Author Topic: German occupation  (Read 401857 times)

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Offline Kurt Steiner

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Re: German occupation
« Reply #150 on: May 19, 2007, 03:00:52 AM »
Kurt,
I was recently watching following movie, and was really disappointed, about how much I was right about volunteers, also, in some related file, it was described, quite few of the Spanyards joined SS to continue effort post 1943:
http://www.youtube.com/watch?v=PqpG6qrv0Q4
Most of the solders, understood about severe conditions for defenders of Leningrad, and realize blockade, was killing hundreds of thousands, understanding this post 2 years of fighting there decide to continue effort to defeat this city under German command.

Yes, around 250 volunteers joined the Waffen SS once the Legión Azul -Blue Legion- was sent home. Many of them were veterans of the División Azul indeed. They joined the so called Spanische-Freiwilligen-Kompanie der SS 101. formed in Klagenfurt, Austria, Sep 1944 when a company of spanish volunteers (former soldiers of 250. Infanterie-Division (División Azul)) was transferred into the Waffen-SS from the Heer.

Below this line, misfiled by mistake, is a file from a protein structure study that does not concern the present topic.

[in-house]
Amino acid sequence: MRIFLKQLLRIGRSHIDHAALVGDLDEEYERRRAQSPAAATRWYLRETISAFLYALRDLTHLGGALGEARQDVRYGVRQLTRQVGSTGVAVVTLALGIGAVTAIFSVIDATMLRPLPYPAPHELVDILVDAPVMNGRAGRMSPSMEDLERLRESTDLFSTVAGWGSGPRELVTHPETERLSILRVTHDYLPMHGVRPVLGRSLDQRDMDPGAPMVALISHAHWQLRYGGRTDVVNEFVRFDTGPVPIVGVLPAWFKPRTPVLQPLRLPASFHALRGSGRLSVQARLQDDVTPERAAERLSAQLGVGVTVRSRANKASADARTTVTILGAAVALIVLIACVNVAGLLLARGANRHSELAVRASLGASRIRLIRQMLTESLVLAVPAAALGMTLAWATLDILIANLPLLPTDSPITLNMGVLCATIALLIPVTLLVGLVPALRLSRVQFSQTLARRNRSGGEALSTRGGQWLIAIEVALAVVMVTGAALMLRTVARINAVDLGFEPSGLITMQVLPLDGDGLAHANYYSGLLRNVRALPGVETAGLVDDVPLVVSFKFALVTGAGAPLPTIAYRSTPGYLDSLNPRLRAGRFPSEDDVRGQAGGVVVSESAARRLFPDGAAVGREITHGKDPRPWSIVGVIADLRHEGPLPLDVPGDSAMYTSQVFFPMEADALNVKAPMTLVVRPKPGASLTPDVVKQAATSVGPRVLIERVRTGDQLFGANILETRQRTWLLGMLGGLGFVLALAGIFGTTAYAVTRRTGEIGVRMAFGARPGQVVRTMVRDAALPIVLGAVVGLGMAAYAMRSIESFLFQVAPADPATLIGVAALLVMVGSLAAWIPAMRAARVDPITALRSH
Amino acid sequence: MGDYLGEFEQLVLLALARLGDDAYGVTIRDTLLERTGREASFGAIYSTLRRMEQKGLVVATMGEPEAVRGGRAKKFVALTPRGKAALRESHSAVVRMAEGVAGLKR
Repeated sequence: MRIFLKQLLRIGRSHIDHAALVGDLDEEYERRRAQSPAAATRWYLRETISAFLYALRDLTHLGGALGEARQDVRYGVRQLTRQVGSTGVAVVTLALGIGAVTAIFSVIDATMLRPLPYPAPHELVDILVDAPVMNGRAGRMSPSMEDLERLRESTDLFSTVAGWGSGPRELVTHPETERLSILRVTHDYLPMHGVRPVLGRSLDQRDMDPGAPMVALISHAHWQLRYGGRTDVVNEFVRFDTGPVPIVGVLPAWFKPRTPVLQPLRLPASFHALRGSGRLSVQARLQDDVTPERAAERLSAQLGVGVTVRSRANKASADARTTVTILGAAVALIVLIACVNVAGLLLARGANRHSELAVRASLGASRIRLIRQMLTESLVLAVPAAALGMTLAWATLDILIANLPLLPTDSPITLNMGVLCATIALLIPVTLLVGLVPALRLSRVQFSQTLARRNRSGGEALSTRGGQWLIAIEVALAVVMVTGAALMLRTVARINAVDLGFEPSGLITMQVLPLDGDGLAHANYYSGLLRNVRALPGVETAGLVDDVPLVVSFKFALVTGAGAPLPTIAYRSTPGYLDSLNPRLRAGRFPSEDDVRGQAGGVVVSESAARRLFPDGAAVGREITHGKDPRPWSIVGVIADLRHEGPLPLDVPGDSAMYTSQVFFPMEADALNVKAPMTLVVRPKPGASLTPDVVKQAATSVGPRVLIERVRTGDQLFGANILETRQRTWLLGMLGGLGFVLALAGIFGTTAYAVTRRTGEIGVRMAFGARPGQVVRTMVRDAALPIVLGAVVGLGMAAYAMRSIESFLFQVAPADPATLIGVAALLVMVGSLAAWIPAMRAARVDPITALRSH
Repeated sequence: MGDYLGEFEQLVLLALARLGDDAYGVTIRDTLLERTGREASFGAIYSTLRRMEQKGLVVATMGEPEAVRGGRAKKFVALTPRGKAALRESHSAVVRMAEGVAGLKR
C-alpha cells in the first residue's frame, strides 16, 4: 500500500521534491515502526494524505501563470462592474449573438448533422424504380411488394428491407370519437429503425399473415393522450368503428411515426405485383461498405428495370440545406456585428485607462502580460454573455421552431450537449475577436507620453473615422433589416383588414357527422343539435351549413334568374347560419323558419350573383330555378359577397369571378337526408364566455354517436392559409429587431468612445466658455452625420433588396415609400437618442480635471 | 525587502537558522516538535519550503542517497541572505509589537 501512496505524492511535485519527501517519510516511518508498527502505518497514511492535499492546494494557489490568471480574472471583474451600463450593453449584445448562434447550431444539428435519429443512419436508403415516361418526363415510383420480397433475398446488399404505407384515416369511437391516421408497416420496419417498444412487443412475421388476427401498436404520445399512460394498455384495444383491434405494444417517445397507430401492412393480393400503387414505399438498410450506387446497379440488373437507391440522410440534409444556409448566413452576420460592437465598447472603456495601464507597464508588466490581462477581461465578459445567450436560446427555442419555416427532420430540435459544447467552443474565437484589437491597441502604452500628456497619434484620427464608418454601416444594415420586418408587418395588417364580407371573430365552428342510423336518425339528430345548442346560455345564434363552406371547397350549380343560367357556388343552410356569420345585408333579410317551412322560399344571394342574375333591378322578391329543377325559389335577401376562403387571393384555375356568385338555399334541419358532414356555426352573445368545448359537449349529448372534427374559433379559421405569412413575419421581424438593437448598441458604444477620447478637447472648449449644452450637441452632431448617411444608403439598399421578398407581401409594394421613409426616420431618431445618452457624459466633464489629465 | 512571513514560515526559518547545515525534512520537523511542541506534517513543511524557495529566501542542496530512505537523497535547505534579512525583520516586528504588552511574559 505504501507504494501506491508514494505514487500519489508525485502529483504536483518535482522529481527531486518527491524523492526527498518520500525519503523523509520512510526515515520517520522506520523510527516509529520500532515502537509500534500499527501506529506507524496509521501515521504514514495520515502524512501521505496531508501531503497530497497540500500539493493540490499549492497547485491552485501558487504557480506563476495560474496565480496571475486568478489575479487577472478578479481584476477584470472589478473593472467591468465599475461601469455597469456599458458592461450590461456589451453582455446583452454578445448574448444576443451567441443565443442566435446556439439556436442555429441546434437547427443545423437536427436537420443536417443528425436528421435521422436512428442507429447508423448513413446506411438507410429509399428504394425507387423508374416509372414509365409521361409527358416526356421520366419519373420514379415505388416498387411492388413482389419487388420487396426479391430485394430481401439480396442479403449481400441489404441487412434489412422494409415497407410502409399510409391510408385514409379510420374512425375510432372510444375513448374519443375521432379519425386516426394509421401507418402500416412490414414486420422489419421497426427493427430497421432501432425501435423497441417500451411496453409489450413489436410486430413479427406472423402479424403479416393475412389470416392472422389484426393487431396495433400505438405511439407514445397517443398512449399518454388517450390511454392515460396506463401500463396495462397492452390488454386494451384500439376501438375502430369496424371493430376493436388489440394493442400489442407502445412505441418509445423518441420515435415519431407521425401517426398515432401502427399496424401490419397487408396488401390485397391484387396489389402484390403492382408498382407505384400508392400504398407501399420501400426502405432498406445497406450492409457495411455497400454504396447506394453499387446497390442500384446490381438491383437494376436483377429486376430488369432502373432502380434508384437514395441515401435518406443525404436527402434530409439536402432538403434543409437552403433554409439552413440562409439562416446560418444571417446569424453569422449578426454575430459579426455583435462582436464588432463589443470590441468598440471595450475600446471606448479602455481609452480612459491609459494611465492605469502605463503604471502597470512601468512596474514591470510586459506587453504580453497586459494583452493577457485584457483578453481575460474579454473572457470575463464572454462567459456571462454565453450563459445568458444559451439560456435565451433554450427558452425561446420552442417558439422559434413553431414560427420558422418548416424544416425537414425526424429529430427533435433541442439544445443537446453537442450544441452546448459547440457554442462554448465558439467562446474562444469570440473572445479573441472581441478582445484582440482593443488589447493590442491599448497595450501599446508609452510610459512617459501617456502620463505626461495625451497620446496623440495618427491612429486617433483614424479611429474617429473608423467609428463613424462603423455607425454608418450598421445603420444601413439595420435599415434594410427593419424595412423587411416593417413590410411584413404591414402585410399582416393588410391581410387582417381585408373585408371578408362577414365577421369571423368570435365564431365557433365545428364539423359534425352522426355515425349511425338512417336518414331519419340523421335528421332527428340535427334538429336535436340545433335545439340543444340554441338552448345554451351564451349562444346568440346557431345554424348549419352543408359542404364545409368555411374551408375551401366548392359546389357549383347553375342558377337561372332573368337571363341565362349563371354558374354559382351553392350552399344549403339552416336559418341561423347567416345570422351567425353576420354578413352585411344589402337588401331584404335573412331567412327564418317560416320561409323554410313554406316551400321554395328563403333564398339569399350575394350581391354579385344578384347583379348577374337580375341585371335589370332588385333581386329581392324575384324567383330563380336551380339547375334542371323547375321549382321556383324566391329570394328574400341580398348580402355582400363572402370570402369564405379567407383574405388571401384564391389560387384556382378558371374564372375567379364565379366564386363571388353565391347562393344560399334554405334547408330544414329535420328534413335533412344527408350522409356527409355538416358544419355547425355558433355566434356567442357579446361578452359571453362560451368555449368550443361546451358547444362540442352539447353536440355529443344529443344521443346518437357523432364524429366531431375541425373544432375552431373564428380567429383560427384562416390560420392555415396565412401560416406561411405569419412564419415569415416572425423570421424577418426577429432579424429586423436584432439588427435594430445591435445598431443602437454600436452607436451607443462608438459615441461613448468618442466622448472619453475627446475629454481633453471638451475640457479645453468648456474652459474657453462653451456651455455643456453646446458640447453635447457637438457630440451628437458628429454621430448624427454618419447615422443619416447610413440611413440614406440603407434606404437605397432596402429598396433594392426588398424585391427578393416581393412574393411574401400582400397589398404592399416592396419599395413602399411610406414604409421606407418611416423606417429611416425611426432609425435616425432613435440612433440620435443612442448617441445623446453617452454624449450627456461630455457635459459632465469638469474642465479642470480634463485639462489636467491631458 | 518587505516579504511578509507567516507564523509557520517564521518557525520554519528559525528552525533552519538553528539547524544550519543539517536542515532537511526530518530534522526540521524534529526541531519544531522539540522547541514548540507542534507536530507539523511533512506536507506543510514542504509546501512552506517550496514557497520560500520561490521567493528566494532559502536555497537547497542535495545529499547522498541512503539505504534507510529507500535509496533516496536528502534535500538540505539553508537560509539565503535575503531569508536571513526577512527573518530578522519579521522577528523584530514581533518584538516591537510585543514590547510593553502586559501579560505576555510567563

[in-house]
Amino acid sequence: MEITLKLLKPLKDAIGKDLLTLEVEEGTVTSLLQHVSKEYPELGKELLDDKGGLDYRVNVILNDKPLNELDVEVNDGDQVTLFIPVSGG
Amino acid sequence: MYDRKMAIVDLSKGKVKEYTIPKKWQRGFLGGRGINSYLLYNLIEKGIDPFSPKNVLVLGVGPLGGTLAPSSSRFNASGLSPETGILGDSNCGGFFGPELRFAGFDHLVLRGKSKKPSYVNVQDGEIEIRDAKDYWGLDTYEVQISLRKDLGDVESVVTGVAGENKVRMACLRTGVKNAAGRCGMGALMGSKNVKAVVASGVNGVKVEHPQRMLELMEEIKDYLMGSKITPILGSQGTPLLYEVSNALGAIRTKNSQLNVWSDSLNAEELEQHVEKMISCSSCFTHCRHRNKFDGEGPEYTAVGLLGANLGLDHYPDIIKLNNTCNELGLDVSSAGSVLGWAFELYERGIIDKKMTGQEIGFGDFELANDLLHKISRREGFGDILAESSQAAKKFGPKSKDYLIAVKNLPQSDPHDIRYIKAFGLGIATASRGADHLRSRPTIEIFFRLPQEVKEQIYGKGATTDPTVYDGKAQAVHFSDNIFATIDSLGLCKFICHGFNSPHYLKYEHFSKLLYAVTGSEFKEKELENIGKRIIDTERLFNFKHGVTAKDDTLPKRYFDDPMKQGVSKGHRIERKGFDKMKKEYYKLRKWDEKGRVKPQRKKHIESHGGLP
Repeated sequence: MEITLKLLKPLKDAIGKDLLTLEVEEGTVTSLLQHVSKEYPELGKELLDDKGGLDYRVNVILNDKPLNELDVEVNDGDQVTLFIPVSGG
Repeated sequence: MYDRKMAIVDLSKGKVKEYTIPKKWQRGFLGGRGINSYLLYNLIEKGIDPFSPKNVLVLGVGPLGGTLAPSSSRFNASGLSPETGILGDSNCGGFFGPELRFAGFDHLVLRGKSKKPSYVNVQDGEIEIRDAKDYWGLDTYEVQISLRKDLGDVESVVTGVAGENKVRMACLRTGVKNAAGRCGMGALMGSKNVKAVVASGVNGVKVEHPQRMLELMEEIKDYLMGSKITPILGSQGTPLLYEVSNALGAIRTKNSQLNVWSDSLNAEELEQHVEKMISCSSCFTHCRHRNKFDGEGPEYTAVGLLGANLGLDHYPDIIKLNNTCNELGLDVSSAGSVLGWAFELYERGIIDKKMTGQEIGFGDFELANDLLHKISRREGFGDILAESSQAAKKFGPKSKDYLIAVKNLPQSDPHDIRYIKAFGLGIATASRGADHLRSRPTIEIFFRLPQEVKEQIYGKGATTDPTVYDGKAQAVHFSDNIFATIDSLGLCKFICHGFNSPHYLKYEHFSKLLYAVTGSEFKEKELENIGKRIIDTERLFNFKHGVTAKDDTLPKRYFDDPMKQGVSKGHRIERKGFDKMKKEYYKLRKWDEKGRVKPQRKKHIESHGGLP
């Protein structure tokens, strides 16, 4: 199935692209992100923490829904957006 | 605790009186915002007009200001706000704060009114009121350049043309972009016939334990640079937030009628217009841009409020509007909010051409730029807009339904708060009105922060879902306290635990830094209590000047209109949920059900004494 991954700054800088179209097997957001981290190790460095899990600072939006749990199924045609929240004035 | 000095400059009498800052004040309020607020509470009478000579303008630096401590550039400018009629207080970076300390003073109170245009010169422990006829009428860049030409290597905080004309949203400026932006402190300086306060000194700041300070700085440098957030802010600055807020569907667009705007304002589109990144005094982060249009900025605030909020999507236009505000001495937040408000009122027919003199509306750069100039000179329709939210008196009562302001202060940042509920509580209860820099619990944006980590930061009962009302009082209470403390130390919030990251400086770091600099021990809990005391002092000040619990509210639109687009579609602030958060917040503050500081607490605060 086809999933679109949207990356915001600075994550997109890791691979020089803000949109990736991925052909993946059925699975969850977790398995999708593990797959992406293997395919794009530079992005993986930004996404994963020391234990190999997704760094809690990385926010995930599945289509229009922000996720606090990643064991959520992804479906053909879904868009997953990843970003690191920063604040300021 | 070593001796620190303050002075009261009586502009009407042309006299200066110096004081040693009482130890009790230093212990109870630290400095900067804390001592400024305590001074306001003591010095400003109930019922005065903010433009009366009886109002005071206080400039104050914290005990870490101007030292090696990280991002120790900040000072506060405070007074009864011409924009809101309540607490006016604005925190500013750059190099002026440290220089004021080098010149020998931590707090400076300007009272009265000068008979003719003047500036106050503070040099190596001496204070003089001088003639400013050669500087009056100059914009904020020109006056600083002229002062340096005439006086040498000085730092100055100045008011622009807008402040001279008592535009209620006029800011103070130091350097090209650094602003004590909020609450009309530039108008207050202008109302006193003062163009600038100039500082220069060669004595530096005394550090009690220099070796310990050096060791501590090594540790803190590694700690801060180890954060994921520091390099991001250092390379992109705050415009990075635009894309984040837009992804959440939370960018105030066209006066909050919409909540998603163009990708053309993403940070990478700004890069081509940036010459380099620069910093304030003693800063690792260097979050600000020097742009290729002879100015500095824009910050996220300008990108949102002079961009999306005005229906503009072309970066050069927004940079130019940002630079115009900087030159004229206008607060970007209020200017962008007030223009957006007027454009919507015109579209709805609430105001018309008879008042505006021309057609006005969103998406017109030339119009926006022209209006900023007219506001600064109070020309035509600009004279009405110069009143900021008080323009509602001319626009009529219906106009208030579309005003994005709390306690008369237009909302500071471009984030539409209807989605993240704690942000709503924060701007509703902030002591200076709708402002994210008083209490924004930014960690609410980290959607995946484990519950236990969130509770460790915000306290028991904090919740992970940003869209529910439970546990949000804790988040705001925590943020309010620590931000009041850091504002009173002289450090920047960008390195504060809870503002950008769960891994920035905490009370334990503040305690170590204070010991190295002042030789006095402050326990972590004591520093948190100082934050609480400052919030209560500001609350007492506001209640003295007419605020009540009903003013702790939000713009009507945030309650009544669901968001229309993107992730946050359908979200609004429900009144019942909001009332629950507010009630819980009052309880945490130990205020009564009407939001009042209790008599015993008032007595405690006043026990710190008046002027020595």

It was sento to Pomerania Feb 1945 attached to SS Freiwilligen-Panzergrenadier Division Wallonien. The remaining soldiers of the company took part in the battle of Berlin, attached to SS Freiwilligen-Panzergrenadier Division Nordland, fighting very hard in the defense of Möritz Platz (by the Air Force and Propaganda ministries).

Why, after seeing by themselves the horrors of war, kept on fighting is one of those unsolved mysteries that the human souls hid inside. It shocked me so much the first time I read that I forgot that many ex-volunteers learnt the lesson and lost their trust in Franco's dictatorship.

Some people... well.

Offline Kurt Steiner

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Re: German occupation
« Reply #151 on: May 19, 2007, 03:07:10 AM »
In addition to the the 101 Spanische, you can find Spaniards in the following units:

1-)3Ş Komp. I Bataillon, SS Rgt 70. (28 SS Freiwilligen-Panzergrenadier Division "Wallonien").

2.) 5Ş Komp. 59 SS Mountain Rgt, 24 SS Division "Karstjäger" under SS-Ustuf Ortiz.

3.) A section of the SS- Regiment 81. 29 Waffen-Grenadier Division der SS "(Italienische Nr 1)". under SS-Oscha Camargo.

4.) Another 30 in a section fo the Btl./SS-Pol.Rgt. “Bozen” .

5.) Six Spaniards in the 1Ş Komp. of the infamous 36 Waffen-Grenadier Division der SS "Dirlewanger".

Again, the human nature surprises me.

The only know portrait of one of those soldiers wearing the uniform of the W-SS



Ricardo Botet. Some day I'll tell you about him.

Offline Kurt Steiner

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Re: German occupation
« Reply #152 on: June 07, 2007, 04:59:07 AM »
One of those odd twist of life.